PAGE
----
The British muddle: We need a new constitution to make coherent sense of the many changes to our old and increasingly ramshackle one


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The Independent Online

It is often said that “constitutional affairs”  rarely make it to the top of the political agenda, and that, generally, voters are uninterested. Yet, in reality, how we run our country, and even whether it should exist in its current form, naturally arouses great passion. Most obviously this was the case in the Scottish referendum campaign – with its record turnout and sometimes divisive impact. It has also been true of our unfair voting system – which delivered a flukish, and probably unstable, overall majority for the Conservatives in the general election.

To a minority, albeit a sizeable one, of the population the future of the UK in the EU is of transcendent importance, while the continuing anachronism of the House of Lords is a minor affront to any practising democrat. More widely, there are fears that the Civil Service is in need of modernisation, and that government is not always as effective as it might be. These are just some of the issues we explored in our series on the British constitution, in this 800th year of Magna Carta. As Tony Hancock joked, this newspaper is trying to ensure that “she did not die in vain”.

It is apparent that our democracy isn’t working very well. Like an intricate piece of clockwork taken to pieces, had some new components added, and then reassembled untidily, it is starting to malfunction. This process began with the otherwise extremely welcome devolution of power to Scotland and Wales, as well as the Blair government’s limited reforms to the House of Lords, creation of a Supreme Court, further integration with Europe, a Freedom of Information Act, and the power-sharing agreement in Northern Ireland.

Since then we have had a surprisingly (to some) effective coalition government, the Fixed Term Parliament Act, a lacklustre debate and plebiscite on the alternative vote,  and that Scottish independence debate. On this Government’s agenda is, notoriously, a possible withdrawal from the European Convention on Human Rights, a British Bill of Rights, so-called English Votes for English Laws, further devolution for Scotland, possibly including full fiscal autonomy, and more limited changes in Wales, the “Northern Powerhouse” and more spending power for English regions, and the EU referendum. So far from being well down the agenda, constitutional affairs seem likely to occupy a good deal of voters’ minds over the next few years.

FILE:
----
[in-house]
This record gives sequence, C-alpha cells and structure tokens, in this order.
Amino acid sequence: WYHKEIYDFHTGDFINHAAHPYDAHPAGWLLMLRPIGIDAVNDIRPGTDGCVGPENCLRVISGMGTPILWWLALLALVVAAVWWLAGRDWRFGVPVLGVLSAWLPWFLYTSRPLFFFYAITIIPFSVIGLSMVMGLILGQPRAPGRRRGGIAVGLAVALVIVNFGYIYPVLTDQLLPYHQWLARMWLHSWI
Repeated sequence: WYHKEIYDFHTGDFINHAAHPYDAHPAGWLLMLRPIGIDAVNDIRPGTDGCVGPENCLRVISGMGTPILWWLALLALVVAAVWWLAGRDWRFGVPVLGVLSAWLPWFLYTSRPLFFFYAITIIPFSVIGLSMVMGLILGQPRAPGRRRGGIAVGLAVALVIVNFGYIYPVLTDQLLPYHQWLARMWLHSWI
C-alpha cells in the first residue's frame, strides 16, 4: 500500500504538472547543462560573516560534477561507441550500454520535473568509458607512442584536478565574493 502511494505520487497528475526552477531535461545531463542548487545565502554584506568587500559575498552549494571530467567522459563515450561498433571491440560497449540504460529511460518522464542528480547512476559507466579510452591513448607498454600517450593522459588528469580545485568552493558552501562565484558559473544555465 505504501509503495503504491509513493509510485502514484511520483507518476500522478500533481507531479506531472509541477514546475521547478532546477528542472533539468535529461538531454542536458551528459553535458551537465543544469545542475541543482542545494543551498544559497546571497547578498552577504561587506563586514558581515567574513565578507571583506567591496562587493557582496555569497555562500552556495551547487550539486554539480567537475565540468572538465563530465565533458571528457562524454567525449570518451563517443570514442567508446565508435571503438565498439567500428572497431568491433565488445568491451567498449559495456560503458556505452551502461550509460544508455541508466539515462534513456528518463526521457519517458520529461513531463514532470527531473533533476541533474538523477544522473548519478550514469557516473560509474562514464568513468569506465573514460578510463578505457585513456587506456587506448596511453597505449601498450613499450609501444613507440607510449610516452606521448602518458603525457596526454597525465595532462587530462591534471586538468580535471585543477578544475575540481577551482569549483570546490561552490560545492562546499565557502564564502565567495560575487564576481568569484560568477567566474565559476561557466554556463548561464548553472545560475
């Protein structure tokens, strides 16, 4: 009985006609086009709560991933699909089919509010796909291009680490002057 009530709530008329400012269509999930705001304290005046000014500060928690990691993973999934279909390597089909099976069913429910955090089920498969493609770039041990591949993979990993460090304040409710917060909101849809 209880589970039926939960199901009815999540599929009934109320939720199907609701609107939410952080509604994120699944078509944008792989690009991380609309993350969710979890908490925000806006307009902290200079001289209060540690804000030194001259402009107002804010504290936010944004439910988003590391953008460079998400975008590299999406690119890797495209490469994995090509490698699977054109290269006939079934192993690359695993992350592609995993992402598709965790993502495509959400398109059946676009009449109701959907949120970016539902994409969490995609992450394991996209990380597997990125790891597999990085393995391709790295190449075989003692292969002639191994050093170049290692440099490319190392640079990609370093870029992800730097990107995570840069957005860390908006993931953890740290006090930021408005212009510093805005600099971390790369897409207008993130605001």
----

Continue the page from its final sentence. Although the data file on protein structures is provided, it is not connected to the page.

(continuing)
It is a crowded and potentially self-contradictory agenda, and it cries out for a more cohesive approach. We now have a constitution that is more written, and written across many disparate pieces of legislation, than unwritten. Many of the flexible old conventions and traditional rules co-exist awkwardly with precise clauses in Acts of Parliament and radically altered institutions. Who should arbitrate these matters? The new Supreme Court? The will of the Commons?

The traditional answer for countries undergoing a constitutional crisis – usually, but not exclusively, at their birth – is for a constitutional convention to be elected and given the task of drawing up rules that are fair, command public support and deliver, or more realistically balance, certain generally accepted goals such as the delivery of effective government, protections of rights, and offering the fullest participation and involvement of the people.

The great irony is that our current constitutional arrangements seem unable to create the body that would perhaps resolve some of the new dilemmas. We shall be muddling through for some time yet.